For many startups, the promise of substantially growing their businesses comes with strong partnerships. And often, those partnerships quickly become something much more significant. Such was the case, yesterday, when it was revealed that leading connectivity provider CenturyLink had acquired database-as-a-service startup Orchestrate to augment its CenturyLink Cloud offering.
Why pick up Orchestrate? Well, honestly, it’s happily sounding a bit like Victor Kiam:
[T]here are so many types of NoSQL databases that developers need to keep track of, and it seems like a new one emerges every day. There are dozens of database packages in the market that didn’t even exist five years ago. Each one has important tradeoffs. Is it easy to use? How does it scale? What does it take to get resilience? Developers are faced with the choice of either weaving together multiple technologies in order to get the backend services they need, or settling on a single-purpose platform that meets SOME of their requirements. There’s got to be a better way, right? Orchestrate tackled this challenge by building a multi-modal managed database fabric that gives developers a single API for key-value, geospatial, graph and time series data. They even managed to fit full-text search features into the service. Orchestrate caught our attention when we saw how well it performed on CenturyLink Cloud last year. We marveled at how easy it was to integrate with Orchestrate when we added them to our Cloud Marketplace earlier this year.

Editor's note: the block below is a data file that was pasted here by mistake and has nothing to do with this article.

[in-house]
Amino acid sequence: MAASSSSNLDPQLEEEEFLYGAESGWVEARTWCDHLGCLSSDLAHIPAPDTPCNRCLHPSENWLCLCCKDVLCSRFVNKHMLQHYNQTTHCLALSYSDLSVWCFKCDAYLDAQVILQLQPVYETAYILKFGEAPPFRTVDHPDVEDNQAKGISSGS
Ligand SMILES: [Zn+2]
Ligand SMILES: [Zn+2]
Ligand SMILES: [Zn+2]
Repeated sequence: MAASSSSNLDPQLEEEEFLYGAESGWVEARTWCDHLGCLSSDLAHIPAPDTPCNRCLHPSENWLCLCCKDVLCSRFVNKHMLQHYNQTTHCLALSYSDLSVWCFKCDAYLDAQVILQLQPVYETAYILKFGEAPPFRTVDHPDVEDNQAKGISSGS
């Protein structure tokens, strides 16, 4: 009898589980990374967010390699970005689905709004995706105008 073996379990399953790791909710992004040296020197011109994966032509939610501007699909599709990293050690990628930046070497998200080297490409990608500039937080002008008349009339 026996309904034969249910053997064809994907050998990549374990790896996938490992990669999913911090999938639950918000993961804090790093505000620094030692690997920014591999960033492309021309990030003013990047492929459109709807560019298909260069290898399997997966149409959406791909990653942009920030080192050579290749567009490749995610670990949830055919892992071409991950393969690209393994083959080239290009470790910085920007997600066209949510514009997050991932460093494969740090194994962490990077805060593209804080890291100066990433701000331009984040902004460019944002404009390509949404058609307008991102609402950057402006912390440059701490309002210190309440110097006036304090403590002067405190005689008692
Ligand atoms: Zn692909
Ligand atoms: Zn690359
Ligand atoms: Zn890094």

This is a game-changing approach for organizations of ANY size that have complex data needs but don’t want to stand up and run a fleet of different database engines. We love this idea so much, we decided to acquire Orchestrate.
Orchestrate cofounder and CEO Antony Falco provided his view in an Orchestrate blog post celebrating the milestone:
As a milestone blog post, this marks an end and a beginning. When Matt, Ian, and I founded Orchestrate, we had a pretty good idea of where NoSQL was going. It was consolidating. NoSQL databases unlocked tremendous creativity and value – most of the so-called unicorn startups of today have been either originators or major users of NoSQL technologies. Over time, however, running half a dozen specialized databases has proven inefficient. Enter multi-model (or multi-query or polyglot) databases like Orchestrate. We built a service that combined five different NoSQL database types in one and we made it simple to use. It couldn’t have been such a bad idea. Recently, others have started to follow suit.
Building a service, or a company for that matter, is really about building a team. I won’t add to the rivers of electronic ink spilled every day in blogs about teams except to say, after several startups, one thing is clear: character matters. Working with people of integrity, people who meet challenges with determination, people who find their primary motivation in doing excellent work and delighting users – people with these qualities make good outcomes seem inevitable. The biggest success of Orchestrate has been our ability to bring together such a uniformly strong group of people and turn them loose on the challenge of multi-model persistence.
Orchestrate had raised $3 million seed round led by True Ventures. Among its customers, perhaps the most famous is Rovio, makers of Angry Birds.
This marks the second alum from PIE, an early stage startup accelerator, to be acquired by CenturyLink. The first was AppFog, a participant in the coworking phase of the PIE experiment.
Terms of the deal were not disclosed.
[Full disclosure: Orchestrate is an alum of PIE. I am the cofounder and general manager of PIE.]